iteration operation. For example, one could prove "Gcd (List.coset xs) =
1" for natural numbers and declare a code equation. Such things would no
longer be possible, but I am not sure whether they are done at all at
the moment.

Manuel's suggestion of code_abort is a bit cleaner than René's use
Code.abort, because Code.abort does not work with normalisation by
evaluation whereas code_abort does.

Best,
Andreas


On 03/10/16 15:29, Manuel Eberl wrote:
This is a problem that I have given quite some thought in the past. The
problem is the following: You have a theory A providing certain
operations on sets (in this case: Gcd) and a theory B providing
implementations for sets (in this case: Containers).

The problem is that the code equations for the operations from A depend
on the implementation that is chosen for sets. A cannot give code
equations for every possible implementation of sets, while B cannot
possibly import every theory that has operations involving sets and give
code equations for it.

The best possible solution would be to imitate the way it is currently
done for setsum, setprod, etc: Define a sufficiently general combinator
that iterates over the set and give the code equations in A in terms of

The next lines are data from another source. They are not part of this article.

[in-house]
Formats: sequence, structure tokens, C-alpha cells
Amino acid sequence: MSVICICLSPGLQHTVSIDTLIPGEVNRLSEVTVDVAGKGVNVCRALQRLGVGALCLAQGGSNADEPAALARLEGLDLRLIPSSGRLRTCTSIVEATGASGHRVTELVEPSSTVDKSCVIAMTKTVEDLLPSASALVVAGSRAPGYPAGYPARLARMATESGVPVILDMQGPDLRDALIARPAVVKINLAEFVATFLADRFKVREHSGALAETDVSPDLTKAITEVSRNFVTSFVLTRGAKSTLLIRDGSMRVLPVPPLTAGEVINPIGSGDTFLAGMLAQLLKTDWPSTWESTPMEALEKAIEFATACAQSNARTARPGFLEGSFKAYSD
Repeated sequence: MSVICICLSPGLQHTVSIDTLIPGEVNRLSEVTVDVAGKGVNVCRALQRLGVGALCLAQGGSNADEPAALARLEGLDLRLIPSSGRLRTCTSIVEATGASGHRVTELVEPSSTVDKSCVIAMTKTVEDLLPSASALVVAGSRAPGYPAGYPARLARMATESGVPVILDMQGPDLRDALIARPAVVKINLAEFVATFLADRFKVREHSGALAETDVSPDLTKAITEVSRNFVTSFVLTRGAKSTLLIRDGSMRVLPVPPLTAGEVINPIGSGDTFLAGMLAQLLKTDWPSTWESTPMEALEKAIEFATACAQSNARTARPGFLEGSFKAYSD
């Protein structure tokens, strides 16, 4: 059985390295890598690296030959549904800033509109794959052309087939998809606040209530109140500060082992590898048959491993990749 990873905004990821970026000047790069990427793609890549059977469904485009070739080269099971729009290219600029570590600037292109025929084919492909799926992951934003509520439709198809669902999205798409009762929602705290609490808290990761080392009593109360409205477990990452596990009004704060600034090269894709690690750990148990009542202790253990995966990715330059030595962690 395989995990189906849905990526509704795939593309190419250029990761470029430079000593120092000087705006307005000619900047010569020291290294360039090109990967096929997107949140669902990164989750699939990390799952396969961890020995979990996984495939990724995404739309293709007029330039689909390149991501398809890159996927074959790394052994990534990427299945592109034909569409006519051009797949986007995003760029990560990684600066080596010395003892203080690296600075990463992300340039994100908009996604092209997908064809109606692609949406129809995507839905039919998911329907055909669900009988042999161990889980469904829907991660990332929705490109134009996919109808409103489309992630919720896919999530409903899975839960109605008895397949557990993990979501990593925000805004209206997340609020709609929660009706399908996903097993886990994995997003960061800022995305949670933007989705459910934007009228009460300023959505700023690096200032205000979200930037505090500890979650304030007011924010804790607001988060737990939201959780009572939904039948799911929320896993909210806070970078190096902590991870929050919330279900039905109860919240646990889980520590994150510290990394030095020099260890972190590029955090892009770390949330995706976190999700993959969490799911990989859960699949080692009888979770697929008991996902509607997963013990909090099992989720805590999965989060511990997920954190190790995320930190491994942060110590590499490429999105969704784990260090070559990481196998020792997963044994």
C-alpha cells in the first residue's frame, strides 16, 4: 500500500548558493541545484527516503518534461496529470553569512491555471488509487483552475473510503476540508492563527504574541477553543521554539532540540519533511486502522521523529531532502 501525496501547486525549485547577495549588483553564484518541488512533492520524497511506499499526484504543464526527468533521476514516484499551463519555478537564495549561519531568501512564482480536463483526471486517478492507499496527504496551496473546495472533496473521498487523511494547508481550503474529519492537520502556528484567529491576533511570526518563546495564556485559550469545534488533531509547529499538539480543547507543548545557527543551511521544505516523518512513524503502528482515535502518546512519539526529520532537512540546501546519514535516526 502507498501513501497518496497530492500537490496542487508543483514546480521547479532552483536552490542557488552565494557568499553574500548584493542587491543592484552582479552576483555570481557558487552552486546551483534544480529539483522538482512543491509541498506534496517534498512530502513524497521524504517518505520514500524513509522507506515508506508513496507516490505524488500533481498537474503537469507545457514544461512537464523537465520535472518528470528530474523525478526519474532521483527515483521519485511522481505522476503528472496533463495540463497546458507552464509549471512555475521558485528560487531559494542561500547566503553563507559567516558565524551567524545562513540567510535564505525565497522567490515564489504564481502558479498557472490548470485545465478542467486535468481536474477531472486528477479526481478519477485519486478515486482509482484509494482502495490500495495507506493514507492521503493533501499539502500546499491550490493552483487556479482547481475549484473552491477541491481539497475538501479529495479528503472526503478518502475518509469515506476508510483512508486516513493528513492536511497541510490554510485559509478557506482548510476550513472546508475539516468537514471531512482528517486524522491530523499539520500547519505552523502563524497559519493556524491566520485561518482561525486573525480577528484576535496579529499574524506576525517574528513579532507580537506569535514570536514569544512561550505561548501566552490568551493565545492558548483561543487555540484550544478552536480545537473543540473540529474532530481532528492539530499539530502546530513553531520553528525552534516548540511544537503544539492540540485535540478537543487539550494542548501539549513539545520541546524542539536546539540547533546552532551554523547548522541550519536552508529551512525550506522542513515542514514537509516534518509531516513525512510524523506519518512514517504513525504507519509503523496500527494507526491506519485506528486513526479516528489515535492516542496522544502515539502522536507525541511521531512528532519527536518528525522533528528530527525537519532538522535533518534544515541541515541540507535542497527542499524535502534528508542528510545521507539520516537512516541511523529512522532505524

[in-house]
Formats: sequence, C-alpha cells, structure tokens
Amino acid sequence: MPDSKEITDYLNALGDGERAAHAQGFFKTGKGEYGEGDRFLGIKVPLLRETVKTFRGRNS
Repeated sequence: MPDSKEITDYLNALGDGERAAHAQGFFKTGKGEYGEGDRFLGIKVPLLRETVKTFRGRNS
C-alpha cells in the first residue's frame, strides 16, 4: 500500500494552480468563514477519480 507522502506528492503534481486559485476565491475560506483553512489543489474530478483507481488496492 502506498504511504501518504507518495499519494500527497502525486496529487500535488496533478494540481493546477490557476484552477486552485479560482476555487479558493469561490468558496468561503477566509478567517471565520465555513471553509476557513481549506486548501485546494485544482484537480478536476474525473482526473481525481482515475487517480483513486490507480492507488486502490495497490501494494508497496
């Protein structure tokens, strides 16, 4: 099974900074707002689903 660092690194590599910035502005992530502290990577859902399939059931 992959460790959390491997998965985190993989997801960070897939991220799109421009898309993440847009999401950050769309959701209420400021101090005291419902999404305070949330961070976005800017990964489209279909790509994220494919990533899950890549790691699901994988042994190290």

this combinator. Then B only has to reimplement this generic combinator.

That would be the cleanest solution, but I'm not sure how such a
combinator would look like. The folding operation would probably have to
satisfy some associativity/commutativity laws and have that information
available at the type level (similar to the cfc type in Containers).


By the way, my current workaround for this problem is to declare all
problematic constants as "code_abort".


Cheers,

Manuel


On 03/10/16 15:21, Thiemann, Rene wrote:
Dear all,

in the following theory, the export-code fails:

(Isabelle 957ba35d1338, AFP 618f04bf906f)

theory Problem
  imports
  "~~/src/HOL/Library/Polynomial_Factorial"
  "$AFP/thys/Containers/Set_Impl"
begin

definition foo :: "'a :: factorial_semiring_gcd ⇒ 'a ⇒ 'a" where
  "foo x y = gcd y x"

definition bar :: "int ⇒ int" where
  "bar x = foo x (x - 1)"

export_code bar in Haskell
end


The problem arises from two issues:
- factorial_semiring_gcd requires code for
  Gcd :: “Set ‘a => ‘a”, not only for the binary “gcd :: ‘a => ‘a =>
‘a”!
- the code-equation for Gcd is Gcd_eucl_set: "Gcd_eucl (set xs) =
foldl gcd_eucl 0 xs”
  where “set” is only a constructor if one does not load the
container-library.

It would be nice, if one can either alter factorial_semiring_gcd so
that it does not
require “Gcd” anymore, or if the code-equation is modified in a way
that permits
co-existence with containers. (Of course, similarly for Lcm).


With best regards,
Akihisa, Sebastiaan, and René

PS: We currently solve the problem by disabling Gcd and Lcm as follows:

lemma [code]: "(Gcd_eucl :: rat set ⇒ rat) = Code.abort (STR ''no Gcd
on sets'') (λ _. Gcd_eucl)"  by simp
lemma [code]: "(Lcm_eucl :: rat set ⇒ rat) = Code.abort (STR ''no Lcm
on sets'') (λ _. Lcm_eucl)"  by simp